So you joined a masters swim club, or maybe your tween or teen is swimming with a local age group swim club… and you figure that’s enough exercise. Come’on, I’m swimming or my kid is swimming 3, 4 or maybe even 7, 8 or 10+ hrs a week (in the case of senior level age group swimmers)… how can that not be enough?
Sport specific training is not enough.
Why? Because when you are practicing the sport itself, as in training sport specific technique it is neither the time nor the place where training of the core and core movements of the body are possible. Sport specific technique is where agility, balance and coordination and the athlete’s core strength, mobility, and capacity are put to the test. When you are being tested, you are not training… you are testing what you built in dryland training.
What if you don’t do dryland?
What if you or your athlete don’t do any ABC work (as in agility, balance, coordination) or core work?
Well, then the assumption being made is that your core strength, mobility and capacity are sufficient for the sport specific work you want to perform in swimming sessions. The assumption is being made that the athlete has all the agility, balance and coordination needed in order to be able to actually attempt swimming any one or all five of the strokes (i.e. FLY, BK, BR, FR and the 5th stroke of UDK – the underwater dolphin kick).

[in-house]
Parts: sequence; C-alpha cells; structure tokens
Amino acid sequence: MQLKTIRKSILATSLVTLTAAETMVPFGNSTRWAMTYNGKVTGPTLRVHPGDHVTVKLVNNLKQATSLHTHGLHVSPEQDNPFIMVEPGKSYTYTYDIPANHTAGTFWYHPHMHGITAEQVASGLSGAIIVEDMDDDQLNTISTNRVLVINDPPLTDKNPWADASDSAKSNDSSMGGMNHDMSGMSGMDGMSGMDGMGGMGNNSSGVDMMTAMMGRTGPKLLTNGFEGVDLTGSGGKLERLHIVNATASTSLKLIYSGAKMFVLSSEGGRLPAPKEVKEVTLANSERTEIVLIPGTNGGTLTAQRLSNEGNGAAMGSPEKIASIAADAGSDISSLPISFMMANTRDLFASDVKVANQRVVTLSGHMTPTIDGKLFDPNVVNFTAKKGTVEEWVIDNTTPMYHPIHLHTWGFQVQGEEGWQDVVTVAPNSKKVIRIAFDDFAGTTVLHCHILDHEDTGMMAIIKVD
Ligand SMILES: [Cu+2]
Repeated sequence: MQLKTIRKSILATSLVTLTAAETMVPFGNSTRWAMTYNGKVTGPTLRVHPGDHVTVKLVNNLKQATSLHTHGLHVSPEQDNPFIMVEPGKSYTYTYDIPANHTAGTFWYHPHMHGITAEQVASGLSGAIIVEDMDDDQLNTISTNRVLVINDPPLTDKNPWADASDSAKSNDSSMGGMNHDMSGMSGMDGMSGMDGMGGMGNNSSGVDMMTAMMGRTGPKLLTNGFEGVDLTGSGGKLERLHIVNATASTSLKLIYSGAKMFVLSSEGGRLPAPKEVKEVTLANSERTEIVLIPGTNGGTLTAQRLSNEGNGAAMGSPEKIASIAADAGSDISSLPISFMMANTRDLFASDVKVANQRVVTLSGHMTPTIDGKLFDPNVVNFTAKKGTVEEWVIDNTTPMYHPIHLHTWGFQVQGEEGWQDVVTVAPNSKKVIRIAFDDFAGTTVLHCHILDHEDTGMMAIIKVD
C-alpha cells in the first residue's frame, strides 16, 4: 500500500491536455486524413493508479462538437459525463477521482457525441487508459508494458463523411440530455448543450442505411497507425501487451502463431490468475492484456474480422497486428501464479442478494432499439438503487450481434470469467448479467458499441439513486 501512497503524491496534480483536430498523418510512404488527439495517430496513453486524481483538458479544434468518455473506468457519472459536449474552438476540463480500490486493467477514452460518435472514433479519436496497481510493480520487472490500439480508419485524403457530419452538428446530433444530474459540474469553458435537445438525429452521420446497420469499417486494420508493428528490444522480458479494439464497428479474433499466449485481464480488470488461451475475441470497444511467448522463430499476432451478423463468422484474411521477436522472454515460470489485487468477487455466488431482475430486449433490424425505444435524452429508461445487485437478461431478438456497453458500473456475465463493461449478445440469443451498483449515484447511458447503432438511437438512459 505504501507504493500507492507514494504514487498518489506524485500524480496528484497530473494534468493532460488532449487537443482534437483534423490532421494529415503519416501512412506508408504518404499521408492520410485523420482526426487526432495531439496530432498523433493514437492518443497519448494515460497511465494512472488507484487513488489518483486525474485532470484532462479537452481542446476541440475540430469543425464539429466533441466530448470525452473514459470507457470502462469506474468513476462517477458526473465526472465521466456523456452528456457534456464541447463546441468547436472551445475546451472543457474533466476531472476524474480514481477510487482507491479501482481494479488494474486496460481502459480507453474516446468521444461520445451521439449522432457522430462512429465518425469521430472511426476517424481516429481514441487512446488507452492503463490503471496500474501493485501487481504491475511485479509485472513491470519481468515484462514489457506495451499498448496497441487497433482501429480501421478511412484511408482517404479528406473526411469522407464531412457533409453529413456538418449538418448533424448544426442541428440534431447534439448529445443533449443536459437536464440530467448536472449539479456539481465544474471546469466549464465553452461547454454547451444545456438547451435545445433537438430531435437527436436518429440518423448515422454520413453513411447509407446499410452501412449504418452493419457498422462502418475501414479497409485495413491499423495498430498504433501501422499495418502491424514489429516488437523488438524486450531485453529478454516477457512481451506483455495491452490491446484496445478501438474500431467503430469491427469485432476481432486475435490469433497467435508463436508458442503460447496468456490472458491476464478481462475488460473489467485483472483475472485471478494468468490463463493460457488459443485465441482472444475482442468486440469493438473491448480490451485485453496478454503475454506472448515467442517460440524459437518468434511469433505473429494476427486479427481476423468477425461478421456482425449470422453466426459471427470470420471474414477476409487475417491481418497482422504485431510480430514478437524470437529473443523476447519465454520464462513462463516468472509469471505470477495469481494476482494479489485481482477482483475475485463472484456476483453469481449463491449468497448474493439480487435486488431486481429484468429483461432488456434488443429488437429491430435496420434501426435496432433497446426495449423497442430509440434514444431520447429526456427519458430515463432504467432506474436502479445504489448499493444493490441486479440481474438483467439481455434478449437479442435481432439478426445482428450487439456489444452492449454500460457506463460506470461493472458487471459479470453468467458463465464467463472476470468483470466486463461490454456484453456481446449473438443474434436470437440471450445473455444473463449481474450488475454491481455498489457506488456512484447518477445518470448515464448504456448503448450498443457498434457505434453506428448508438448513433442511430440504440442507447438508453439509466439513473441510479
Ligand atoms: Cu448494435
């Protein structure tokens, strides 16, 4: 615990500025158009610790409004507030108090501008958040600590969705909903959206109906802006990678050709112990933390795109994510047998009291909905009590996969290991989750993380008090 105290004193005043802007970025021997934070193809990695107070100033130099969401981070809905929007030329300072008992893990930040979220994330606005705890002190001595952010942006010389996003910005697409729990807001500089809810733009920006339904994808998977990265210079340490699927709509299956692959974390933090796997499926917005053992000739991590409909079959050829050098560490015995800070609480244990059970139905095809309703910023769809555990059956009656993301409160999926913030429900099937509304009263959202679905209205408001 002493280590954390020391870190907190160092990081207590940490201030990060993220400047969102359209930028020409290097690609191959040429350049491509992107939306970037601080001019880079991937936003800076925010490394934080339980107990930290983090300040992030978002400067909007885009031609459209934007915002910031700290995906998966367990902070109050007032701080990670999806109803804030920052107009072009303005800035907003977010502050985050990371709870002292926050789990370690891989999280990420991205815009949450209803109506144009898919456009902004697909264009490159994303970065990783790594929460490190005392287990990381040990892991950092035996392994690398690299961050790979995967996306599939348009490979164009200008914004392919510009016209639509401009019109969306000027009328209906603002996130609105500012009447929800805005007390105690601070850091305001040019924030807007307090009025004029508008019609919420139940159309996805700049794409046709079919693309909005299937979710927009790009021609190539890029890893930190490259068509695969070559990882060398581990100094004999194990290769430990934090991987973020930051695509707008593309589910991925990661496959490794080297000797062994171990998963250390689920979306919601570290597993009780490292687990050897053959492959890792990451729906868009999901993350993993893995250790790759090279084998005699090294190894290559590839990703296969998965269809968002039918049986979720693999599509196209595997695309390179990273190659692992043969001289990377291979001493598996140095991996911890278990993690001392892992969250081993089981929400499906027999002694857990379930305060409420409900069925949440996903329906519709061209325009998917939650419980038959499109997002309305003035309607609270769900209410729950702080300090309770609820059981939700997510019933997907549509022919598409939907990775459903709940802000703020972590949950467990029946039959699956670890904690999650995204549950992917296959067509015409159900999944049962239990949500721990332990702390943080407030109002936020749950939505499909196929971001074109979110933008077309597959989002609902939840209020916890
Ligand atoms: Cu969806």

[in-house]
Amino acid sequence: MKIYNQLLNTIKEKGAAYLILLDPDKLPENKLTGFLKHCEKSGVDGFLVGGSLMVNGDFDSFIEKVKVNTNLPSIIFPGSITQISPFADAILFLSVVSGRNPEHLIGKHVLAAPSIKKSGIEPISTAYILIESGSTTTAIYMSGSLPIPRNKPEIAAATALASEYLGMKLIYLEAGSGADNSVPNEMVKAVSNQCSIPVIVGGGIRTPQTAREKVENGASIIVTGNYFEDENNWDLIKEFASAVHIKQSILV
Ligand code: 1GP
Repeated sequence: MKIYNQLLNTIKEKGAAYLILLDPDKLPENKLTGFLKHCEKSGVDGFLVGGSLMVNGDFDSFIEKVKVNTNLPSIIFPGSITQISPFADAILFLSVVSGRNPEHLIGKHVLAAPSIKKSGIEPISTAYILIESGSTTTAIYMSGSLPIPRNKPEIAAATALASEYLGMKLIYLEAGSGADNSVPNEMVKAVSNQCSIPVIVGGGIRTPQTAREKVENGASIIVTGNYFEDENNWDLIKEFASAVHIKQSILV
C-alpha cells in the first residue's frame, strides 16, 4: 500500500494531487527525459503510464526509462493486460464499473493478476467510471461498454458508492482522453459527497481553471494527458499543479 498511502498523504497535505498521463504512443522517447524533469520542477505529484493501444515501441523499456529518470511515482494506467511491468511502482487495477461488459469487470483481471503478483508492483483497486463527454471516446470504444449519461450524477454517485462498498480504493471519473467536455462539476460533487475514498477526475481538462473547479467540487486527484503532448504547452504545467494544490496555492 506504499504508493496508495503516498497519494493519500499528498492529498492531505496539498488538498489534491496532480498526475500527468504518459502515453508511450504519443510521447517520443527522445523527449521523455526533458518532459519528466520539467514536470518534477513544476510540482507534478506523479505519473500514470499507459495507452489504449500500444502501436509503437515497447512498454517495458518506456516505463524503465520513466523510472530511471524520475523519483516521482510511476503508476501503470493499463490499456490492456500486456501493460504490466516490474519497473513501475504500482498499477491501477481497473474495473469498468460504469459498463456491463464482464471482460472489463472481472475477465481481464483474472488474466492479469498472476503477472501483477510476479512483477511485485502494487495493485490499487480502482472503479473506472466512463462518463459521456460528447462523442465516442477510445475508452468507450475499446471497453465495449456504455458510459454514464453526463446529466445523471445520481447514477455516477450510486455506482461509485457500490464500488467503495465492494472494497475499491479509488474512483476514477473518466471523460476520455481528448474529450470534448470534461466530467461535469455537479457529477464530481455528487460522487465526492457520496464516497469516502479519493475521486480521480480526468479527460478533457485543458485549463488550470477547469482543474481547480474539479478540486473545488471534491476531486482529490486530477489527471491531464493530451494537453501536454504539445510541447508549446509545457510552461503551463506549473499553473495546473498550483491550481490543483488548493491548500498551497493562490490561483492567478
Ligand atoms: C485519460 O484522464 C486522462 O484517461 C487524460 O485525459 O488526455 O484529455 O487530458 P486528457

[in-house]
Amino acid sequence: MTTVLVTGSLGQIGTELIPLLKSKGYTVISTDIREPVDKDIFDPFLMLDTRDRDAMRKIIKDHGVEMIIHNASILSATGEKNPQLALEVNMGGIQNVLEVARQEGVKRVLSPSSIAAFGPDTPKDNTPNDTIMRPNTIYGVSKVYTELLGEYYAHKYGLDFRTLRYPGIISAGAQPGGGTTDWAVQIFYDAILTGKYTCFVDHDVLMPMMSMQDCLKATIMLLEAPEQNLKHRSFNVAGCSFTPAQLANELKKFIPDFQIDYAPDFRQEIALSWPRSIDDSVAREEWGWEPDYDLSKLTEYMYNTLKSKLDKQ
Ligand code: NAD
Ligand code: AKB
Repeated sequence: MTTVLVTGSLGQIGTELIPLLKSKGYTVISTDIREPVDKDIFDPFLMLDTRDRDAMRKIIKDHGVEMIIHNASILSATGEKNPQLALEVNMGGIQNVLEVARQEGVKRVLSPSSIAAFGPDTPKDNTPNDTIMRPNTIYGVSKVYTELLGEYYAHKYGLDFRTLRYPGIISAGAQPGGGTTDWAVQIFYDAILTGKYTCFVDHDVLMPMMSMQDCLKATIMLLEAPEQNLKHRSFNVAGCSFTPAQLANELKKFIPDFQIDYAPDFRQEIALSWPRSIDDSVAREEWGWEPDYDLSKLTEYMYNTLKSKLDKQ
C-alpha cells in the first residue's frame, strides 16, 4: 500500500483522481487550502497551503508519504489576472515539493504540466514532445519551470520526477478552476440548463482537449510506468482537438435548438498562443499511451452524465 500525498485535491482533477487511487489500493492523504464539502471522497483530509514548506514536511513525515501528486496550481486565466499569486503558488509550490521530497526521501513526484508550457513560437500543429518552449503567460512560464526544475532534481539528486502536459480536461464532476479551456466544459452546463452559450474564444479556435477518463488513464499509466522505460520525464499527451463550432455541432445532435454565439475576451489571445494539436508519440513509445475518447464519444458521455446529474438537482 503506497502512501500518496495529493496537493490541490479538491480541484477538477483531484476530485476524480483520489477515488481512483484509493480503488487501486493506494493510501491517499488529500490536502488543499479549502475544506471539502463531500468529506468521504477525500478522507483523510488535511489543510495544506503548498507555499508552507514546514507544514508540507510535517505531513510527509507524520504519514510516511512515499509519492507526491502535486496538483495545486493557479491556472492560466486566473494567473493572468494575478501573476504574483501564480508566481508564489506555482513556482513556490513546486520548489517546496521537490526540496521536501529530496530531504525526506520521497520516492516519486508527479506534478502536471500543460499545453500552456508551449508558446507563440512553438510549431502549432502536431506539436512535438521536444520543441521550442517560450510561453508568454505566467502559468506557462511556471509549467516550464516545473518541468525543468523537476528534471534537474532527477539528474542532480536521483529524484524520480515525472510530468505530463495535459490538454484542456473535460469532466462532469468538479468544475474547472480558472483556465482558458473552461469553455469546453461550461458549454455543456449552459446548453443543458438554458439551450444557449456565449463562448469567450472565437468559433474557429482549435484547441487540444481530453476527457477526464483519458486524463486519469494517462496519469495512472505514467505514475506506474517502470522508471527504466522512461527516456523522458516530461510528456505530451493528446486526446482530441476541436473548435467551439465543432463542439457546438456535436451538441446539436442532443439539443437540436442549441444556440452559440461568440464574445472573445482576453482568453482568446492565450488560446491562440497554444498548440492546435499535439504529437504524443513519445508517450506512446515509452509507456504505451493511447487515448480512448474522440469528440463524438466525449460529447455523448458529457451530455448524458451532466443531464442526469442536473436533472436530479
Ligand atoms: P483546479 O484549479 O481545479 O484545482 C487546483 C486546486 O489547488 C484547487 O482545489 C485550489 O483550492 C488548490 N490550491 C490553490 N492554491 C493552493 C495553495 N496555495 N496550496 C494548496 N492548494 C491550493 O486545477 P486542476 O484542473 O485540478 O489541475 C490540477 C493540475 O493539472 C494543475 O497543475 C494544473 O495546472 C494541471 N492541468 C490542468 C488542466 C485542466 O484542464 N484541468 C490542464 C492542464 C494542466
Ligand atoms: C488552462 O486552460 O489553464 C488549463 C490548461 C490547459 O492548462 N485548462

This is a massive assumption to make… for athlete, for parent of athlete, for coach.
Problem is, when the athlete fails to progress in the pool… when all that the athlete knows is in-pool training, then there is only one conclusion to make… that they are failing or worse, a failure. How is it that others are progressing but they aren’t but everyone is doing the same in-pool training? The only possible conclusion when all you know is sport specific training is that YOU are the problem… YOU must not be suited to the sport, YOU must not be talented enough, YOU don’t have the natural ability to make it in the sport. BULL!
You are not the problem.
The problem is that you/your child are missing anything proper training which means you have a coach who has little clue as to how to coach properly.
No problem… click here to a webpage on our TOETT (Triathlon Team) website for the story of a former Burlington Aquatic Devilray [BAD] swimmer who started to train with jTOEST and was finally exposed to a full healthy training program for an age grouper. The before and after photos and the gif image showing what they are capable only 12 months after starting a dryland training program twice a week should convince you that swimming – and for that matter all sport specific training – is not enough.
Well let me provide some wiggle room… if you or your child are swimming on a swim team for the social aspect, for a good time, for a bit of regular exercise and improving is of little interest then no, you don’t necessarily need dryland training. For good ole simple fun… simply playing a sport is fantastic.
On the other hand… if you or your child are swimming and seeking progress, performance, your or their potential, then swimming alone is not enough; dryland training is mandatory.